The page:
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Wireless Telephone FAQ for Drivers Under the Age of 18

Published On: Dec 13 2013 03:20:03 PM CST

Q: Am I allowed to use my wireless telephone hands-free?
A: NO. Drivers under the age of 18 may not use a wireless telephone, pager, laptop or any other electronic communication or mobile services device to speak or text while driving in any manner, even hands free. EXCEPTION: Permitted in emergency situations to call police, fire or medical authorities. (VC §23124).

Q: Why is the law stricter for provisional drivers?
A: Statistics show that teen drivers are more likely than older drivers to be involved in crashes because they lack driving experience and tend to take greater risks. Teen drivers are vulnerable to driving distractions such as talking with passengers, eating or drinking, and talking or texting on wireless phones, which increase the chance of getting involved in serious vehicle crashes.

Q: Can my parents give me permission to allow me to use my wireless telephone while driving?
A: NO. The only exception is an emergency situation that requires you to call a law enforcement agency, a health care provider, the fire department or other emergency agency entity.

Q: Does the law apply to me if I'm an emancipated minor?
A: Yes. The restriction applies to all licensed drivers who are under the age of 18.

Q: If I have my parent(s) or someone age 25 years or older in the car with me, may I use my wireless telephone while driving?
A: NO. You may only use your wireless telephone in an emergency situation.

Q: Will the restriction appear on my provisional license?
A: No

Q: May I use the hands-free feature while driving if my car has the feature built in?
A: NO. The law prohibits anyone under the age of 18 from using any type of wireless device while driving, except in an emergency situation.

Q: Can a law enforcement officer stop me for using my hands-free device while driving?
A: No. For drivers under the age of 18, this is considered a SECONDARY violation meaning that a law enforcement officer may cite you for using a hands-free wireless phone if you were pulled over for another violation. However, the prohibition against using a handheld wireless telephone while driving is a PRIMARY violation for which a law enforcement officer can pull you over.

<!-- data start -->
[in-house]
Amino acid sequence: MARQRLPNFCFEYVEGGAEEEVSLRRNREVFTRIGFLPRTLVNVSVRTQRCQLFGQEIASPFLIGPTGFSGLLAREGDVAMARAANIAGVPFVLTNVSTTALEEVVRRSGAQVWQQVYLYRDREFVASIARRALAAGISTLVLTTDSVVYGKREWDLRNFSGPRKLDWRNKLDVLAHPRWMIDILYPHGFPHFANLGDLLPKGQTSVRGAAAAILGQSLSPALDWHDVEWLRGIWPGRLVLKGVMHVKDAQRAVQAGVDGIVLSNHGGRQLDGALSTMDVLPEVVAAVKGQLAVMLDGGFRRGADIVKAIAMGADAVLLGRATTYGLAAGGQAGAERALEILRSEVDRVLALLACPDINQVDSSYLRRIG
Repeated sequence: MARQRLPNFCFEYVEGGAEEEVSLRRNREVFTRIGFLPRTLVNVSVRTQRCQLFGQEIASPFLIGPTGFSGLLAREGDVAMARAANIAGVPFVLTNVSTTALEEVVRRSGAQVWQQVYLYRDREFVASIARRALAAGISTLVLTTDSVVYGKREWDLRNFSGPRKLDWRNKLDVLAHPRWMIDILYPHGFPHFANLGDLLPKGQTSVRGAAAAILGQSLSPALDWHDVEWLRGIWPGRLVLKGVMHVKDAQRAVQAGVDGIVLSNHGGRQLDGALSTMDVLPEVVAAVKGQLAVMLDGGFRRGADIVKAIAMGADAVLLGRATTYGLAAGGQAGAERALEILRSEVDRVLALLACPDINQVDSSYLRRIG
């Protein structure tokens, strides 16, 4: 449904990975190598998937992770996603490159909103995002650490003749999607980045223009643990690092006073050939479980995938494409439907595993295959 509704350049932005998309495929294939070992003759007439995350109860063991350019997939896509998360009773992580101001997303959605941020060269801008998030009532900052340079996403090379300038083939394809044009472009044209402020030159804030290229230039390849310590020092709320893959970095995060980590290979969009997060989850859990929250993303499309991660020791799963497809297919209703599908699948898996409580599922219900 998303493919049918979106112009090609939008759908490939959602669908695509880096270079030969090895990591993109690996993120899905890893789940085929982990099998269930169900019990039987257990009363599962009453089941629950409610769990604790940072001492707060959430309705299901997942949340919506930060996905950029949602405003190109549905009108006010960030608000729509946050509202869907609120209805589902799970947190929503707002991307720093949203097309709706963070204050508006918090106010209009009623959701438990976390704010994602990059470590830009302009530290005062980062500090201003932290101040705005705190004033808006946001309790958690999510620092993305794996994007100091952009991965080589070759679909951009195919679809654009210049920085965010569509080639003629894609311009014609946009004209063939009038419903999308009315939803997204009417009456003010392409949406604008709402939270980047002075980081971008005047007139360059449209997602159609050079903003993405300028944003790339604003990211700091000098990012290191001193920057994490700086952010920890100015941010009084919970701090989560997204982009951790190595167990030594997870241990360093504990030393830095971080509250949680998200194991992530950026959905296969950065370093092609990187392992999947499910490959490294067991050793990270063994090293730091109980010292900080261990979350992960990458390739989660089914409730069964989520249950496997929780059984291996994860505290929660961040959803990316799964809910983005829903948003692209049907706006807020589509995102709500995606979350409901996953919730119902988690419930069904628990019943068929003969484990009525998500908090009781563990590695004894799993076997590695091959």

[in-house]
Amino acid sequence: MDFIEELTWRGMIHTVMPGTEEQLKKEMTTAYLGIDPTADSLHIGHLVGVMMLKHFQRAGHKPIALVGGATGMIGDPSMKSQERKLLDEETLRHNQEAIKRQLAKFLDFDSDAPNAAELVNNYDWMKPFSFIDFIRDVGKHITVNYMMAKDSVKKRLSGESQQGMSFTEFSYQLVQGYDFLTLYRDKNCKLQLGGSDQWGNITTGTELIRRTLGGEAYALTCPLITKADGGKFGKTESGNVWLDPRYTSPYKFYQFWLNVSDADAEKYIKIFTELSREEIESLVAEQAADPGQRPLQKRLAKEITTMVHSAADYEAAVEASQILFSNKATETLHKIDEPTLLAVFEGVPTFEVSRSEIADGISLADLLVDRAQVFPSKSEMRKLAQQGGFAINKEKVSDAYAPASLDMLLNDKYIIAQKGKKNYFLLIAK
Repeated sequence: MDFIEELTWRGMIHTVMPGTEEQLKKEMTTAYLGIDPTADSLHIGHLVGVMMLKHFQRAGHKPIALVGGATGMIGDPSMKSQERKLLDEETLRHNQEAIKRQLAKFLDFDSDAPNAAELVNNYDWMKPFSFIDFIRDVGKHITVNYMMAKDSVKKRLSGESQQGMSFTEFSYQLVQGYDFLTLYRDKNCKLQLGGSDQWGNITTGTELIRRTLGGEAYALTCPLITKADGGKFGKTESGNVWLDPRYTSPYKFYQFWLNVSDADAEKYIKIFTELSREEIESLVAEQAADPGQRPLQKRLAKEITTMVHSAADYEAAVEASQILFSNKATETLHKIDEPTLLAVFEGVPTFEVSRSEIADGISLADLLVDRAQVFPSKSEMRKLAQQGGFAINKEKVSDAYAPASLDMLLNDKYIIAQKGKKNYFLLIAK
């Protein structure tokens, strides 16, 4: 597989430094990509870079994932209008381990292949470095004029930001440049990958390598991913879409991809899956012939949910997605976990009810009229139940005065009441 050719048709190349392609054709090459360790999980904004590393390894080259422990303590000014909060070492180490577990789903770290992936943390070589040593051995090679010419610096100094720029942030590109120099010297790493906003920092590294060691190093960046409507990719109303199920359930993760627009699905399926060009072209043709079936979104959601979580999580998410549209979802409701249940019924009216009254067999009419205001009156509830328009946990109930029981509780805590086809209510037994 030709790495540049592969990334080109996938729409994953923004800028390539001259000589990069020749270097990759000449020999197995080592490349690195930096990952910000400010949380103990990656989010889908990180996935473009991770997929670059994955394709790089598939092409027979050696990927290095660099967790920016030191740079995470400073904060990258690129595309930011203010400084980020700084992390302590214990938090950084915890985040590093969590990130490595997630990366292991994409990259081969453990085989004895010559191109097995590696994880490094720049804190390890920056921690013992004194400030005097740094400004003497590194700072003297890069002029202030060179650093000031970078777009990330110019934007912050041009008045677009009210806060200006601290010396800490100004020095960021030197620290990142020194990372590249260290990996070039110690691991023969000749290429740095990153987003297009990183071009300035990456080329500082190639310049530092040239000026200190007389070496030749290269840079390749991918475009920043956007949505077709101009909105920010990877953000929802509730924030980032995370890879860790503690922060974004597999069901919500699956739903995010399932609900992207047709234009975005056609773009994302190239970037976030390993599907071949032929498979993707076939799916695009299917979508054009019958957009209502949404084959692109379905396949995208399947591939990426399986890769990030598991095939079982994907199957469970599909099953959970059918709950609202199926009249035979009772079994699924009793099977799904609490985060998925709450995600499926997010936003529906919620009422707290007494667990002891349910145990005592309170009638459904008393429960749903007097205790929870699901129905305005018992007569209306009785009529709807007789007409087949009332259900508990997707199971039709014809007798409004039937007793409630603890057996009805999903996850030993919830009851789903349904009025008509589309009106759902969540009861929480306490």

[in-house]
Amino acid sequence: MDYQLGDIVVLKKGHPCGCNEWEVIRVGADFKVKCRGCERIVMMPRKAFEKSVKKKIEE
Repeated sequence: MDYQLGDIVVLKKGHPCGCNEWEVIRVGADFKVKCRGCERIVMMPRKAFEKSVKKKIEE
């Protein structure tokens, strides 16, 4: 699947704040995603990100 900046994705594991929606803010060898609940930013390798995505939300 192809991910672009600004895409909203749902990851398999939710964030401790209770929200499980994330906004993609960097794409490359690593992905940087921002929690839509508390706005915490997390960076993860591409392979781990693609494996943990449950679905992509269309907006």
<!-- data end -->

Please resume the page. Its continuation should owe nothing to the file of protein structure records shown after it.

Q: What are the fines if I'm convicted?
A: The base fine for the FIRST offense is $20 and $50 for subsequent convictions. However, with the addition of penalty assessments, the total amount can be more than triple the base fine.

Q: Will I receive a point on my driver's license if I'm convicted for a violation of the wireless telephone law?
A: NO. The violation is a reportable offense: however, DMV will not assign a violation point.

Q: Will the conviction appear on my driving record?
A: Yes, but the violation point will not be added.

Q: Is there a grace period when motorists will only get a warning?
A: NO. The law went into effect July 1, 2008. Whether a citation is issued is always at the discretion of the officer based upon his or her determination of the most appropriate remedy for the situation.

Q: Are passengers affected by this law?
A: No. This law only applies to the person driving a motor vehicle.

Q: Do these laws apply to out-of-state drivers whose home states do not have such laws?
A: Yes

Q: Can I be pulled over by a law enforcement officer for using my handheld wireless telephone?
A: YES. A law enforcement officer can pull you over just for this infraction.

Q: What if my phone has a push-to-talk feature, can I use that?
A: No. As of July 1, 2011, the previously provided exception expired for those operating a commercial motor truck or truck tractor (excluding pickups), implements of husbandry, farm vehicle or tow truck, to use a two-way radio operated by a "push-to-talk" feature. However, a push-to-talk feature attached to a hands-free ear piece or other hands-free device is acceptable.

Q: What other exceptions are there?
A: Operators of an authorized emergency vehicle during the course of employment are exempt as are those motorists operating a vehicle on private property

Information from California Highway Patrol.